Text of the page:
Tuesday, April 28, 2009
Every morning I walk down to the foot of the hill with the dogs and stand at the top of the cliff looking at the water. During the winter that spot is ravaged by the weather. The snow is pushed there by the plows, along with rocks and pieces of pavement that have been torn up by water running down the hill. There was a great mound of dirt and debris there until a few days ago. Now it is flat amd smooth again, spread out by the city's trucks. I meant to get a picture of it as the snow was melting, as an example of how nature so blithely takes over what humans try to alter. Before I got a chance, though, humans reigned it in. Next winter the snow and water will tear it up again.
A few days ago I picked up a white rock I noticed on the ground and carried it back up to the house. When I got there, I threw it in the garden. I wondered why I had taken it. I was attracted to it because it was white, and stood out amongst its less flashy volcanic cousins. I wondered why I needed to possess it, to interfere with its natural place, to change the course of its history. I was exerting my power over it, or so I thought. I realized, though, that my moving it was natural, too. I am as much part of nature as the rock, and I moved it the same way an insect might push a blade of grass out of its way.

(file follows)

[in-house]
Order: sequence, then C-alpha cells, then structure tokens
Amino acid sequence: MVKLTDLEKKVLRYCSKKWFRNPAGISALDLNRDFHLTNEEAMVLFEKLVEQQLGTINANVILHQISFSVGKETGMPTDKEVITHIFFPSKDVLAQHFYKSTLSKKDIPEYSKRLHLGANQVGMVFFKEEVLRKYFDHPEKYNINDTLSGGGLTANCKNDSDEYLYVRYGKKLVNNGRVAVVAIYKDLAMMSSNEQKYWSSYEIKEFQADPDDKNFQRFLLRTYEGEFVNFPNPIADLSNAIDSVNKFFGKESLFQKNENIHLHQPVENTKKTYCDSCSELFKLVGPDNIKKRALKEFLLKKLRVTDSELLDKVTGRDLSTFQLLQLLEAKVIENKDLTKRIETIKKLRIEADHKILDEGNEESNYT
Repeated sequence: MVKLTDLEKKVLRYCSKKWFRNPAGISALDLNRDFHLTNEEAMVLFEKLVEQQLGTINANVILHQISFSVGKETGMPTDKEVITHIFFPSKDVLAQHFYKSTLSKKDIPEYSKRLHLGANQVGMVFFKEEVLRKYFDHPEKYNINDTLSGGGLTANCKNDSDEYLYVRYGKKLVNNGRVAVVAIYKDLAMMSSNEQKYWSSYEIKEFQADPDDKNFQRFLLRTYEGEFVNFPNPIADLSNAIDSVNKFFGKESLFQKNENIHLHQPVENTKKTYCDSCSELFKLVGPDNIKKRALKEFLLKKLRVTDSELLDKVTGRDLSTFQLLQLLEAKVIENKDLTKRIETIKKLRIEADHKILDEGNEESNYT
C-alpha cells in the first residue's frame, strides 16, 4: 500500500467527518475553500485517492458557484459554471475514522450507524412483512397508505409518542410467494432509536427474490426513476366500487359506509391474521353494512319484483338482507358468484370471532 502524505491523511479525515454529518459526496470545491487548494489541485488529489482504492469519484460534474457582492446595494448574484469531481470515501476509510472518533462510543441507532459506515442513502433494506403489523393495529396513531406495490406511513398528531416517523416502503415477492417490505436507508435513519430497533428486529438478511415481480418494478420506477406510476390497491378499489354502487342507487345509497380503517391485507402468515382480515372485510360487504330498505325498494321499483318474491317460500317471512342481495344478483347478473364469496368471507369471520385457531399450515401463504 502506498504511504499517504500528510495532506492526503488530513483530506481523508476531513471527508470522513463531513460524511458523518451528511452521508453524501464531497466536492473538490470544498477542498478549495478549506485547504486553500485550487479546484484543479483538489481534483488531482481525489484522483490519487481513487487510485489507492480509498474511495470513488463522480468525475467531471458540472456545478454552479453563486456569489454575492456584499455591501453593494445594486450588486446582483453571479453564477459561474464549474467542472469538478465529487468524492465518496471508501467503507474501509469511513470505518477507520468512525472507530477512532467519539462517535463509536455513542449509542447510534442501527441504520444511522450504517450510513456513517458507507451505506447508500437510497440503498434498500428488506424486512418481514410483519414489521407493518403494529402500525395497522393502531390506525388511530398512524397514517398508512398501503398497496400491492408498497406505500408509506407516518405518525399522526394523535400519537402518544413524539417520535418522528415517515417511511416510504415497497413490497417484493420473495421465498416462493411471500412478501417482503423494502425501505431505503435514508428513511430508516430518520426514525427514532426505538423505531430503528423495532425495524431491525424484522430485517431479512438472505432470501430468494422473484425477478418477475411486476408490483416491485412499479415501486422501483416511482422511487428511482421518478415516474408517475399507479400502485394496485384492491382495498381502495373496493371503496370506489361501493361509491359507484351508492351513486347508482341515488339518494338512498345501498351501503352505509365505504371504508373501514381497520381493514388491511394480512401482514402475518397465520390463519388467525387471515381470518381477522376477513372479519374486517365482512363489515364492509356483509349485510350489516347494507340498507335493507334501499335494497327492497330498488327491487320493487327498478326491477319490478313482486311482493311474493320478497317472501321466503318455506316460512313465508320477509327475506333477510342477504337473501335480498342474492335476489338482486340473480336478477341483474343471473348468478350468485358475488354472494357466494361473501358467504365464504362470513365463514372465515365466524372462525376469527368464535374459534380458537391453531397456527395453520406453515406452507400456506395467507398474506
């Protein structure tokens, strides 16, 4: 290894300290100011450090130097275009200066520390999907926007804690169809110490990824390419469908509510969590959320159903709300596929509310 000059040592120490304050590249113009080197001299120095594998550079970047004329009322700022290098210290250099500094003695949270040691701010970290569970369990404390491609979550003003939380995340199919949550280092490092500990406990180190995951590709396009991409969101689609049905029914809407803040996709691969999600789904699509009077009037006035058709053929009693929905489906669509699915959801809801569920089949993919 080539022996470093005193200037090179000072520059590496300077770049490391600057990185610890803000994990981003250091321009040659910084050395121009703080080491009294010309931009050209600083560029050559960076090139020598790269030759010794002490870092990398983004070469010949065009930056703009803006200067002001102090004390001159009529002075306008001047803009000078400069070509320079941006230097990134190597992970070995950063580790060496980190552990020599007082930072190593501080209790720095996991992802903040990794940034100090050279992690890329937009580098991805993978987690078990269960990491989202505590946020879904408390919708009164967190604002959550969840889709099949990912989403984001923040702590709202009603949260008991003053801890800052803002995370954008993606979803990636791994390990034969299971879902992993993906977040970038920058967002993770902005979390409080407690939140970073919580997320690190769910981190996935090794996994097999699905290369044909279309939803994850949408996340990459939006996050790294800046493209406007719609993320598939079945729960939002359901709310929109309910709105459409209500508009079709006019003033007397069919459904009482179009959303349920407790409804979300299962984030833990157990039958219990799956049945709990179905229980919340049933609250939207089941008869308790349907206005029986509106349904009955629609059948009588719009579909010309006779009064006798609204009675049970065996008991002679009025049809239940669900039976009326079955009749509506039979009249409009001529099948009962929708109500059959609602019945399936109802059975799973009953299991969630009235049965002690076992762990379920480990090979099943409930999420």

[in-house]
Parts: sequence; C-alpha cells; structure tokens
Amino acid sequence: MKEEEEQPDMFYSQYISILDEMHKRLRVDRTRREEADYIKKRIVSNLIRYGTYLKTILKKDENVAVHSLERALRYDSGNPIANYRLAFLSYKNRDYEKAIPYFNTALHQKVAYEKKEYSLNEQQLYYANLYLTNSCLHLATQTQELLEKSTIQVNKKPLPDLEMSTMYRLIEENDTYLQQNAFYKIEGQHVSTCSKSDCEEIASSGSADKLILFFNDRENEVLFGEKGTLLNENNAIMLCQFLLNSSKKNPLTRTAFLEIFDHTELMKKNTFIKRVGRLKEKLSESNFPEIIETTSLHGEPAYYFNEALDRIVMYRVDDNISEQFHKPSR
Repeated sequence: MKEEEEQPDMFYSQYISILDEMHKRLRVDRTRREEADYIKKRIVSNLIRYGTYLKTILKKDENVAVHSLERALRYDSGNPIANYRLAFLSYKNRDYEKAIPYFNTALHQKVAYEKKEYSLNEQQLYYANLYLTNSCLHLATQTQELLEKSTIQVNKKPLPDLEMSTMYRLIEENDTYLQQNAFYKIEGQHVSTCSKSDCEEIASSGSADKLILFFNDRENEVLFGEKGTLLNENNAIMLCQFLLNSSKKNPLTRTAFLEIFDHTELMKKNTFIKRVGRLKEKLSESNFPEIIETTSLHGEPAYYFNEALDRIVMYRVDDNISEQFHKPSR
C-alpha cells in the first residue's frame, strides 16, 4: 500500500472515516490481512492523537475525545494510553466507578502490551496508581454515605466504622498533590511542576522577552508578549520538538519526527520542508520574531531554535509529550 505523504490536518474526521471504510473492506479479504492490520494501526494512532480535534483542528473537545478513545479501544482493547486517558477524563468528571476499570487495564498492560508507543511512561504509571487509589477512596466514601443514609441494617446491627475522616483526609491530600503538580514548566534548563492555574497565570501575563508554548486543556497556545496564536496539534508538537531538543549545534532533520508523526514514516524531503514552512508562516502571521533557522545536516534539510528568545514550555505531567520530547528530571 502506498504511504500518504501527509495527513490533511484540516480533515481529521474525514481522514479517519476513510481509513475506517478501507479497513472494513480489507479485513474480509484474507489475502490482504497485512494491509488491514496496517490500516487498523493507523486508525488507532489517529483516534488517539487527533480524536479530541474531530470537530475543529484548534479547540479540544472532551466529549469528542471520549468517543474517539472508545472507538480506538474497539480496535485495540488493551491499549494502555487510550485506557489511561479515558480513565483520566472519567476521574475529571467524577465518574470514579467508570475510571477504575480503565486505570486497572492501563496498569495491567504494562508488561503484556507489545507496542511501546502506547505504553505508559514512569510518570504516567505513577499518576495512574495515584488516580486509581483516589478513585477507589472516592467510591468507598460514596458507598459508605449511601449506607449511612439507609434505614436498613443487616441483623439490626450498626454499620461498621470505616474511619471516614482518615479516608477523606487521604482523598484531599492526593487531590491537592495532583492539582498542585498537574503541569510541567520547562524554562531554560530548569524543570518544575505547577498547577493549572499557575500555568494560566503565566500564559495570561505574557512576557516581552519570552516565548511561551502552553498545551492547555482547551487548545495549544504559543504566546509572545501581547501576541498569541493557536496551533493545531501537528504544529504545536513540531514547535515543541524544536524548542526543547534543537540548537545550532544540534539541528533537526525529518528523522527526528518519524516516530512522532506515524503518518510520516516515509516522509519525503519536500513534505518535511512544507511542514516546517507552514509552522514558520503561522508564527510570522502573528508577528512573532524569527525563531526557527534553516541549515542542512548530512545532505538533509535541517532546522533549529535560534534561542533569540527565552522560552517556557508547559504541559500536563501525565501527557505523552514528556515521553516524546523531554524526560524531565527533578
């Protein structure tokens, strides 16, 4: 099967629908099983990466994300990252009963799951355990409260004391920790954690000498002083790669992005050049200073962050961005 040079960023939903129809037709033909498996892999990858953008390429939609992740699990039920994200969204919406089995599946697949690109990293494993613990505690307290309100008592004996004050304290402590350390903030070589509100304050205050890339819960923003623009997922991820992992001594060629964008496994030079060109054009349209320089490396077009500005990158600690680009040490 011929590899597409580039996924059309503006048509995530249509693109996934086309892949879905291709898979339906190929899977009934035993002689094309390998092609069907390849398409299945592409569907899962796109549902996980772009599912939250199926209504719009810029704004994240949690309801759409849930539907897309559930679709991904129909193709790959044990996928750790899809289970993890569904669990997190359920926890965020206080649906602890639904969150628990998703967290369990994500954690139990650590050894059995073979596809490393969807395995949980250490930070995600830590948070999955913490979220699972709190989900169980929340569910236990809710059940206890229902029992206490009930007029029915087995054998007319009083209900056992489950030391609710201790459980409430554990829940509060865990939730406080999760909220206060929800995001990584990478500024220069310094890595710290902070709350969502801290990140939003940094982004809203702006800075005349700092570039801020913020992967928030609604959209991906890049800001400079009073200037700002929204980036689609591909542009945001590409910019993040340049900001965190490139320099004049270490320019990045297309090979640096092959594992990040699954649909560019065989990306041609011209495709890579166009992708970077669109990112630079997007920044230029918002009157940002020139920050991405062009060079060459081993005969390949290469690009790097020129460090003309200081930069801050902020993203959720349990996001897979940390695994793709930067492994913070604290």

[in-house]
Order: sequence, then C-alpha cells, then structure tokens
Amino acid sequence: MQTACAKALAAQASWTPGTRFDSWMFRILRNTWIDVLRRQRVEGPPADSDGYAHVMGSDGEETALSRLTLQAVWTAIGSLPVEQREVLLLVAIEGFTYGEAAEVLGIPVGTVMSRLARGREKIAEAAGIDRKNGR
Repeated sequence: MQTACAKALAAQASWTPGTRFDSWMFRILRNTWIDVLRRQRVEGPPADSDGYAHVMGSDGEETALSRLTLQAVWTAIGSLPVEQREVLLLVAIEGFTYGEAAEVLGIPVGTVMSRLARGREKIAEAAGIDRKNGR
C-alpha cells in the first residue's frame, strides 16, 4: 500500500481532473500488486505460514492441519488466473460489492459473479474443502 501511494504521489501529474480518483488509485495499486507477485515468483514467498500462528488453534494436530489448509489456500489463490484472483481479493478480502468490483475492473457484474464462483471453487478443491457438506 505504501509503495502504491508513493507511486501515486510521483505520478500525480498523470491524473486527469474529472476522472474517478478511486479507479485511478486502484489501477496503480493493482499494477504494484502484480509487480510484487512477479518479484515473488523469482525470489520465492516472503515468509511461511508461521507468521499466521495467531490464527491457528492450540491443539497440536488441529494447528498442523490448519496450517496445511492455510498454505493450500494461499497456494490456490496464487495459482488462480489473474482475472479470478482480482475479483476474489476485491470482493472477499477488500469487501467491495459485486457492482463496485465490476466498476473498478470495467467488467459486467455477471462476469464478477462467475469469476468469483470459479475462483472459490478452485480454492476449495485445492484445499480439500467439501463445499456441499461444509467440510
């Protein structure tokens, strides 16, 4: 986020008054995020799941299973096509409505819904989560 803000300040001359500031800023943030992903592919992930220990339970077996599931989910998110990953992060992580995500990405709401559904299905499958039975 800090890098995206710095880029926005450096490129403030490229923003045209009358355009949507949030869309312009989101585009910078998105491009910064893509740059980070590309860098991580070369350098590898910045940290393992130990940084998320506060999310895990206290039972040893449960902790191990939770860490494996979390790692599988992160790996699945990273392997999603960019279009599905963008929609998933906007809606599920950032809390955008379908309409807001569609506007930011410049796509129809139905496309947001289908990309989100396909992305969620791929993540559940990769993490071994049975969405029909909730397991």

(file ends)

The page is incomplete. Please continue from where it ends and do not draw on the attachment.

Then I entertained myself thinking about how many thousands or millions of years it will take for the wind and rain and snow to put it back in the place I found it, and where it will go after that.